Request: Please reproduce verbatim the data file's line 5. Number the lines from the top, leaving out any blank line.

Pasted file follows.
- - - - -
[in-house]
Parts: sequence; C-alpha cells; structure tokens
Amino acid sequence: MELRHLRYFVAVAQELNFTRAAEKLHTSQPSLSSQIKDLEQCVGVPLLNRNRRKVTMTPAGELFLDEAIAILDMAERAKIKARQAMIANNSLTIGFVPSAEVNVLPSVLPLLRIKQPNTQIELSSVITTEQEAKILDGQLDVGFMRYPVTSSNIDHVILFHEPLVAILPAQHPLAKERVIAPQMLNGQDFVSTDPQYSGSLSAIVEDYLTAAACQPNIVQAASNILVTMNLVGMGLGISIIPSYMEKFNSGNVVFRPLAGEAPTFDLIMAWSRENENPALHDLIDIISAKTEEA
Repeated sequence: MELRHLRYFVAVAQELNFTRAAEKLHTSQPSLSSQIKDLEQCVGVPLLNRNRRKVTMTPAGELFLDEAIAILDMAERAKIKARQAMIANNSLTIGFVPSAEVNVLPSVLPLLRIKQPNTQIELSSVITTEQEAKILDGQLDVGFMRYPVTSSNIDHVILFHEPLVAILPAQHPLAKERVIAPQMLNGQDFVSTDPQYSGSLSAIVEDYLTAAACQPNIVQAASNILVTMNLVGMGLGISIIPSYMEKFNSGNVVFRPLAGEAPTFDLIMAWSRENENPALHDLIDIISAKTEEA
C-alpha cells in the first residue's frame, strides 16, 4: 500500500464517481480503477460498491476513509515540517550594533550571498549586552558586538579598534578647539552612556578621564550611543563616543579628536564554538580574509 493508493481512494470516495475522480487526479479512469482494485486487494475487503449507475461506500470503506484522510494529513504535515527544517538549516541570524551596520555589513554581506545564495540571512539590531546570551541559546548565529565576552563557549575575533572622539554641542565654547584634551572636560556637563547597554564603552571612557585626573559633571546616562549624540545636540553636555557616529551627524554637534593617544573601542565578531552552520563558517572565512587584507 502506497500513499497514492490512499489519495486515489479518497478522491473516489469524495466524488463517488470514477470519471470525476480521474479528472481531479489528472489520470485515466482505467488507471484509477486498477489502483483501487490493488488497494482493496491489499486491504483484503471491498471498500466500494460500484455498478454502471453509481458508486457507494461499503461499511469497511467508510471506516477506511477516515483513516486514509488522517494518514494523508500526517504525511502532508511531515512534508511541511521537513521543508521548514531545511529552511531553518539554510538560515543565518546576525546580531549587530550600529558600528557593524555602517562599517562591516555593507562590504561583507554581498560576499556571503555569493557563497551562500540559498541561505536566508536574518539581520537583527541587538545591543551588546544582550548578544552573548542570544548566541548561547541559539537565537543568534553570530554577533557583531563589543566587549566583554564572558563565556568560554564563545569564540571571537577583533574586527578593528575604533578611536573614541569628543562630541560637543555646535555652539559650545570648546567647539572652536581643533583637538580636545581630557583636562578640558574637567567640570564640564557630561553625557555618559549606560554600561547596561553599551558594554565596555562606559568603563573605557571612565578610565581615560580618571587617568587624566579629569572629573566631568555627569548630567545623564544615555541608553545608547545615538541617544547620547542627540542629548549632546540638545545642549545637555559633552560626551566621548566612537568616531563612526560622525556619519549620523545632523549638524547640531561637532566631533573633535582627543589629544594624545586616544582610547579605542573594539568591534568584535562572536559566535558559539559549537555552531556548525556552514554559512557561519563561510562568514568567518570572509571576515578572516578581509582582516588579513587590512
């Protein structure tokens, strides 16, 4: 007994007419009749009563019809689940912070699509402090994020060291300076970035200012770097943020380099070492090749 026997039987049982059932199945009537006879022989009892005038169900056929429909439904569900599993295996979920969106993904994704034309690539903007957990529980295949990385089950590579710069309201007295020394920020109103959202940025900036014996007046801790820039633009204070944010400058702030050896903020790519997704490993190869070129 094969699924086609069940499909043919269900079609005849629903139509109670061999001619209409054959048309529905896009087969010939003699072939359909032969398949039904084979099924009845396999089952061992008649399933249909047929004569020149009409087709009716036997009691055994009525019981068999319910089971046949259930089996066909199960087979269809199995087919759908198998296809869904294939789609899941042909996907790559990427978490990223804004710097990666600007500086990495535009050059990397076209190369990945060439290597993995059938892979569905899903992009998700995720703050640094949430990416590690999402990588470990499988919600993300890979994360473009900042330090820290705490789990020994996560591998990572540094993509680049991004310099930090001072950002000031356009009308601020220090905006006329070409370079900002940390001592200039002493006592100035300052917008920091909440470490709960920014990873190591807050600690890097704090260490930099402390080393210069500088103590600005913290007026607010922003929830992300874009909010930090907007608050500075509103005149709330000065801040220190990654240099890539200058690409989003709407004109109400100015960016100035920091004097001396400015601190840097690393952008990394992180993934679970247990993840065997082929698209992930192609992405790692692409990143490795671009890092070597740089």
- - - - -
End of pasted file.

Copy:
C-alpha cells in the first residue's frame, strides 16, 4: 500500500464517481480503477460498491476513509515540517550594533550571498549586552558586538579598534578647539552612556578621564550611543563616543579628536564554538580574509 493508493481512494470516495475522480487526479479512469482494485486487494475487503449507475461506500470503506484522510494529513504535515527544517538549516541570524551596520555589513554581506545564495540571512539590531546570551541559546548565529565576552563557549575575533572622539554641542565654547584634551572636560556637563547597554564603552571612557585626573559633571546616562549624540545636540553636555557616529551627524554637534593617544573601542565578531552552520563558517572565512587584507 502506497500513499497514492490512499489519495486515489479518497478522491473516489469524495466524488463517488470514477470519471470525476480521474479528472481531479489528472489520470485515466482505467488507471484509477486498477489502483483501487490493488488497494482493496491489499486491504483484503471491498471498500466500494460500484455498478454502471453509481458508486457507494461499503461499511469497511467508510471506516477506511477516515483513516486514509488522517494518514494523508500526517504525511502532508511531515512534508511541511521537513521543508521548514531545511529552511531553518539554510538560515543565518546576525546580531549587530550600529558600528557593524555602517562599517562591516555593507562590504561583507554581498560576499556571503555569493557563497551562500540559498541561505536566508536574518539581520537583527541587538545591543551588546544582550548578544552573548542570544548566541548561547541559539537565537543568534553570530554577533557583531563589543566587549566583554564572558563565556568560554564563545569564540571571537577583533574586527578593528575604533578611536573614541569628543562630541560637543555646535555652539559650545570648546567647539572652536581643533583637538580636545581630557583636562578640558574637567567640570564640564557630561553625557555618559549606560554600561547596561553599551558594554565596555562606559568603563573605557571612565578610565581615560580618571587617568587624566579629569572629573566631568555627569548630567545623564544615555541608553545608547545615538541617544547620547542627540542629548549632546540638545545642549545637555559633552560626551566621548566612537568616531563612526560622525556619519549620523545632523549638524547640531561637532566631533573633535582627543589629544594624545586616544582610547579605542573594539568591534568584535562572536559566535558559539559549537555552531556548525556552514554559512557561519563561510562568514568567518570572509571576515578572516578581509582582516588579513587590512